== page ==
Though it initially reassured customers that their credit card accounts would not be affected by a major data breach, one of the nation's top lenders recently told federal lawmakers that it actually suffered millions of dollars worth of losses.
Citi revealed that the hacking effort that exposed more than 360,000 of its North American credit card customers to identity theft resulted in more than $2.7 million in fraudulent credit card debt, according to a report from the Wall Street Journal. In all, crooks were able to rip off more than 3,400 accounts, an average loss of $794 per customer.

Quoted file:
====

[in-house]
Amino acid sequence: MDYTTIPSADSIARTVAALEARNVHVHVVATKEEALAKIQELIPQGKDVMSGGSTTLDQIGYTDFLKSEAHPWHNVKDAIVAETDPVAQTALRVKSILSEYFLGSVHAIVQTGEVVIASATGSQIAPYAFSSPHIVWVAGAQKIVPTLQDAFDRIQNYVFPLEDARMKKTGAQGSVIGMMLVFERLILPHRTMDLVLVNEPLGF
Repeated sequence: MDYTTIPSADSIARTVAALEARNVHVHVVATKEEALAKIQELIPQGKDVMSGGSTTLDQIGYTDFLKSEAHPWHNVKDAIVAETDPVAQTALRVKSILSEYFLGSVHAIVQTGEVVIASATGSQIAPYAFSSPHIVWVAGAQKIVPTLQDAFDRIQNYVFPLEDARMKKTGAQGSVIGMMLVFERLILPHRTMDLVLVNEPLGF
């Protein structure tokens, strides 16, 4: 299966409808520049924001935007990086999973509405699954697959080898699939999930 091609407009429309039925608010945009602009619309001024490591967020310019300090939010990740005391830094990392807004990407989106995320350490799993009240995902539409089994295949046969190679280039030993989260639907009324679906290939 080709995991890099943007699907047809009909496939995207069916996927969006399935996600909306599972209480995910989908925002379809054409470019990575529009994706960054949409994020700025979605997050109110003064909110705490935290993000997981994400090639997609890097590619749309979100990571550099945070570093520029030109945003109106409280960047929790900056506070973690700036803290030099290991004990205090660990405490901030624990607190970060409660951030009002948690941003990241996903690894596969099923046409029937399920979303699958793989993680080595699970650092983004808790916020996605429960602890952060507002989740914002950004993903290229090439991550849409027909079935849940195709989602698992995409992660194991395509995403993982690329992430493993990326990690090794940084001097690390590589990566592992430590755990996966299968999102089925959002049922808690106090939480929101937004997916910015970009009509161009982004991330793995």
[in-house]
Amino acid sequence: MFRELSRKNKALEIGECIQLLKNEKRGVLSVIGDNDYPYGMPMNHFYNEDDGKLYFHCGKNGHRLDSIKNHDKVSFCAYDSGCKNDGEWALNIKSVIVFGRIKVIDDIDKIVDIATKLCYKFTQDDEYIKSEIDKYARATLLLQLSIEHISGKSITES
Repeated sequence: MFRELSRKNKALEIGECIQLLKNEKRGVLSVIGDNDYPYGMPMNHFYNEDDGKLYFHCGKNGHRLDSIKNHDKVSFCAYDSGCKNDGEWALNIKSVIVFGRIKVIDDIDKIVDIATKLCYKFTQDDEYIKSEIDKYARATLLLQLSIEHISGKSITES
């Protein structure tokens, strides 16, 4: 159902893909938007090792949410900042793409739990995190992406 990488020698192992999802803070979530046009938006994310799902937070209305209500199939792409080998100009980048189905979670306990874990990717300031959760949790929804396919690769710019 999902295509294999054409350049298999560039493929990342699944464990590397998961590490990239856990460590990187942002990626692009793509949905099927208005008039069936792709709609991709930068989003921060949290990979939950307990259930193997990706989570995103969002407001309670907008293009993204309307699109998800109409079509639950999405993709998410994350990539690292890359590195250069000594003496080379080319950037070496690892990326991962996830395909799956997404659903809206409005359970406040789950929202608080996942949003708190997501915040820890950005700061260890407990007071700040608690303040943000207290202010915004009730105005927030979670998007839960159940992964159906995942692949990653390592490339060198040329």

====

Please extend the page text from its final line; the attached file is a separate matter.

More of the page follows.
This comes after the company originally told borrowers that their accounts were unlikely to be accessed by the hackers, because they did not gain any critical information such as consumers' Social Security numbers, dates of birth or credit card expiration dates and security codes, the report said. However, that information could have been gleaned in phishing attacks, as the hackers did gain access to customer email addresses.
Consumers who are working to reduce debt should diligently check their monthly credit card statements to find any potential signs of criminals using their information to make purchases in order to avoid credit card debt problems.